Baltimore officials want to revive a downtown shuttle bus service to ease congestion and free up parking spaces in city garages, despite the financial failure of a similar transit system three years ago.
The proposal, which might initially include three downtown circulator bus routes - with reduced fares or no fare at all - would be paid for in part by increasing a city tax levied on daily and monthly parking spaces.
"Congestion is a serious issue in downtown," said 1st Deputy Mayor Andrew Frank. "People are spending a lot of time in their cars. That creates productivity issues and also environmental issues."
Baltimore transportation officials - who briefed the City Council on a preliminary proposal yesterday - suggested east-west and north-south routes, and one that would start downtown near the Shot Tower and stop along Broadway and at Johns Hopkins Hospital.
Officials stressed that routes have not been set and said they are studying how much the proposal would cost workers and tourists who park in garages and lots.
The city projects that it would cost $6 million to $8 million to start the service and about $4.9 million to keep it operating every year.
Shuttle services have worked in other cities, and some neighborhood shuttles have been successful in Baltimore. Washington has three low-fare circulator routes. But similar efforts in downtown Baltimore have failed to capture the attention of tourists in the past.
In 2002, the city used a $5.9 million state grant to create the Downtown Area Shuttle, or DASH, which carried employees and "leisure riders" from fringe parking lots into the city.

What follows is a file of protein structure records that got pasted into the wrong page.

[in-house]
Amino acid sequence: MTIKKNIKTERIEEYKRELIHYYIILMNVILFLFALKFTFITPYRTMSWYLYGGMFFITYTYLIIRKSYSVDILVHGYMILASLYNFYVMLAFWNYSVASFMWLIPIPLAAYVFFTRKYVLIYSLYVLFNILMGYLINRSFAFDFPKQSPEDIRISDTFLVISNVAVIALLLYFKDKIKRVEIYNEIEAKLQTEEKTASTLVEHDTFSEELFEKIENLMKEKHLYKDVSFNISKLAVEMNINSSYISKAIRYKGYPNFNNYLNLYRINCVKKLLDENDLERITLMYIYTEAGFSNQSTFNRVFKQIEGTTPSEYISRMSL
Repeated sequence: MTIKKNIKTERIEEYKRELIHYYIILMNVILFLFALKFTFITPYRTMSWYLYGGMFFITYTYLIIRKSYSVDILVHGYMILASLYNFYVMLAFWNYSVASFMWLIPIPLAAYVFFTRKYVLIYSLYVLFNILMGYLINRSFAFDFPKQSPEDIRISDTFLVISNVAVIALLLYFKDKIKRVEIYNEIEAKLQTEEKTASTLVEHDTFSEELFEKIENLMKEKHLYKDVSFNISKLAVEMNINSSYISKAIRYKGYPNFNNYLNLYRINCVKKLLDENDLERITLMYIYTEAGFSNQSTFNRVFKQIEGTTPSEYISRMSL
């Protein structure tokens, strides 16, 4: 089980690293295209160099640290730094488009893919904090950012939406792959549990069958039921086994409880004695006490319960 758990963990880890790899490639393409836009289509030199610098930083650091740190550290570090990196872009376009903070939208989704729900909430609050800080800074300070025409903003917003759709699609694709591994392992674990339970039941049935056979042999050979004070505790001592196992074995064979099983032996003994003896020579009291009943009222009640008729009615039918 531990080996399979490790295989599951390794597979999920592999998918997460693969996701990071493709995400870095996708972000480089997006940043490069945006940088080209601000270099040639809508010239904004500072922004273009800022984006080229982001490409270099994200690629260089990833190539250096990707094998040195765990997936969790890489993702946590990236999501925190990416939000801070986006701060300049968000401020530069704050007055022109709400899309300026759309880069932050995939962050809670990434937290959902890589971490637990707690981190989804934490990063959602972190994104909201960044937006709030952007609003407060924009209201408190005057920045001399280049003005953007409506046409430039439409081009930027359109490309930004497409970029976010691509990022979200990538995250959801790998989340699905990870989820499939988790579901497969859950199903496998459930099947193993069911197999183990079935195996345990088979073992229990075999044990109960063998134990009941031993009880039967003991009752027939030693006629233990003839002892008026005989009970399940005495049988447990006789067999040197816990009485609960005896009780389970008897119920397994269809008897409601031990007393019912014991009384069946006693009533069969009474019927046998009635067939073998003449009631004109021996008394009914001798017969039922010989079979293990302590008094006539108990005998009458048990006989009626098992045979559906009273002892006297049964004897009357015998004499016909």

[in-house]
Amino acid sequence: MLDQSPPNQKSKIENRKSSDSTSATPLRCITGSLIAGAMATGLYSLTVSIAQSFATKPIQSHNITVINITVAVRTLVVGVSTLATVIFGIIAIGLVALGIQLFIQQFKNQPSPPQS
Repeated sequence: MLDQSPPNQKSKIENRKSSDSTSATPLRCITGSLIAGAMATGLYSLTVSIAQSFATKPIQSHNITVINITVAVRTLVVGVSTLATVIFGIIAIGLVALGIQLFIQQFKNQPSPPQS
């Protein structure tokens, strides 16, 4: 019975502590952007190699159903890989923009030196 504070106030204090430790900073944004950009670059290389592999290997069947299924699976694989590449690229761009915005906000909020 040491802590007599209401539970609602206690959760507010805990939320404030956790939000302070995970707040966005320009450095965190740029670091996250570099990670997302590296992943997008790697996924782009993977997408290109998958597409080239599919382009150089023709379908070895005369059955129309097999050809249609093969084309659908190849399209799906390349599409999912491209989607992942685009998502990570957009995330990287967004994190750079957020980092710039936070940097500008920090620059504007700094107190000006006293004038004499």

Money for the program dried up, and the system was discontinued in 2005.
A route geared to tourists captured few riders, but another route that carried workers from a parking lot into the city was more successful, according to reports at the time.
Jamie Kendrick, deputy city transportation director, said the new system would run on a more attractive schedule than those in the past. He said the buses would arrive every 10 minutes, and that the routes would connect with the water taxi and other public transportation stations.
Kendrick said he hoped the program could be running next spring.
"We've had good success with downtown circulators in the past," Kendrick said. "We feel like, especially in the southeast area -South Baltimore and downtown - we could have real success again."
Drivers who park in Baltimore - including those who park in private garages and lots - pay a $15 flat monthly tax if they have a monthly contract or 12 percent of the ticket fee to park if they do not.
The city collects about $16 million a year from that tax.
Kendrick said the city has not determined how much that parking tax might increase.
Frank said the city would hire a private contractor to operate the bus service. That contractor has not been selected.
"We need a service downtown that moves people around," said J. Kirby Fowler Jr., president of the Downtown Partnership of Baltimore, which has long pushed for the shuttle service. "Other cities have this, and it works."